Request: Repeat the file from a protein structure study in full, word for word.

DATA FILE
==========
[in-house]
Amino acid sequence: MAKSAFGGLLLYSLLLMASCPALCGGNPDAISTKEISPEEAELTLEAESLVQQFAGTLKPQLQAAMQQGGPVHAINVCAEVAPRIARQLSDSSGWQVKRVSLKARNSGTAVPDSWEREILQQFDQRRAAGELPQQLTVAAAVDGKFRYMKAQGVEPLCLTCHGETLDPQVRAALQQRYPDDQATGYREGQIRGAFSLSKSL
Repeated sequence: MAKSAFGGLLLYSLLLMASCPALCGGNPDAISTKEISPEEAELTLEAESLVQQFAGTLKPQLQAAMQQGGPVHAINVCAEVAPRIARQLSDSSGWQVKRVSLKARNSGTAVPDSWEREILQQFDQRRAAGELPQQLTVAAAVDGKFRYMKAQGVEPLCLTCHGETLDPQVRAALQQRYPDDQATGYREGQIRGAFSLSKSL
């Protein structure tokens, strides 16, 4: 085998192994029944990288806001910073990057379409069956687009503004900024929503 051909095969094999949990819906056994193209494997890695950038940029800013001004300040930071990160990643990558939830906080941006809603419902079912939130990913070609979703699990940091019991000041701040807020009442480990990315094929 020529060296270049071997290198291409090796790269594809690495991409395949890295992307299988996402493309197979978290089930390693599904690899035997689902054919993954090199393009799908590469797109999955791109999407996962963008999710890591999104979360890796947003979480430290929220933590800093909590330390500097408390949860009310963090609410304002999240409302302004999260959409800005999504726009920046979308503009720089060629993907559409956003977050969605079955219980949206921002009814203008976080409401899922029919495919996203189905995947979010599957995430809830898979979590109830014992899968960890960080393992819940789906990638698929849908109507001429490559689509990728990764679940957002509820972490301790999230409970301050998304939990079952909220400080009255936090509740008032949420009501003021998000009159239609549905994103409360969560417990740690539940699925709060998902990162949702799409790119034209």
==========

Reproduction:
[in-house]
Amino acid sequence: MAKSAFGGLLLYSLLLMASCPALCGGNPDAISTKEISPEEAELTLEAESLVQQFAGTLKPQLQAAMQQGGPVHAINVCAEVAPRIARQLSDSSGWQVKRVSLKARNSGTAVPDSWEREILQQFDQRRAAGELPQQLTVAAAVDGKFRYMKAQGVEPLCLTCHGETLDPQVRAALQQRYPDDQATGYREGQIRGAFSLSKSL
Repeated sequence: MAKSAFGGLLLYSLLLMASCPALCGGNPDAISTKEISPEEAELTLEAESLVQQFAGTLKPQLQAAMQQGGPVHAINVCAEVAPRIARQLSDSSGWQVKRVSLKARNSGTAVPDSWEREILQQFDQRRAAGELPQQLTVAAAVDGKFRYMKAQGVEPLCLTCHGETLDPQVRAALQQRYPDDQATGYREGQIRGAFSLSKSL
């Protein structure tokens, strides 16, 4: 085998192994029944990288806001910073990057379409069956687009503004900024929503 051909095969094999949990819906056994193209494997890695950038940029800013001004300040930071990160990643990558939830906080941006809603419902079912939130990913070609979703699990940091019991000041701040807020009442480990990315094929 020529060296270049071997290198291409090796790269594809690495991409395949890295992307299988996402493309197979978290089930390693599904690899035997689902054919993954090199393009799908590469797109999955791109999407996962963008999710890591999104979360890796947003979480430290929220933590800093909590330390500097408390949860009310963090609410304002999240409302302004999260959409800005999504726009920046979308503009720089060629993907559409956003977050969605079955219980949206921002009814203008976080409401899922029919495919996203189905995947979010599957995430809830898979979590109830014992899968960890960080393992819940789906990638698929849908109507001429490559689509990728990764679940957002509820972490301790999230409970301050998304939990079952909220400080009255936090509740008032949420009501003021998000009159239609549905994103409360969560417990740690539940699925709060998902990162949702799409790119034209």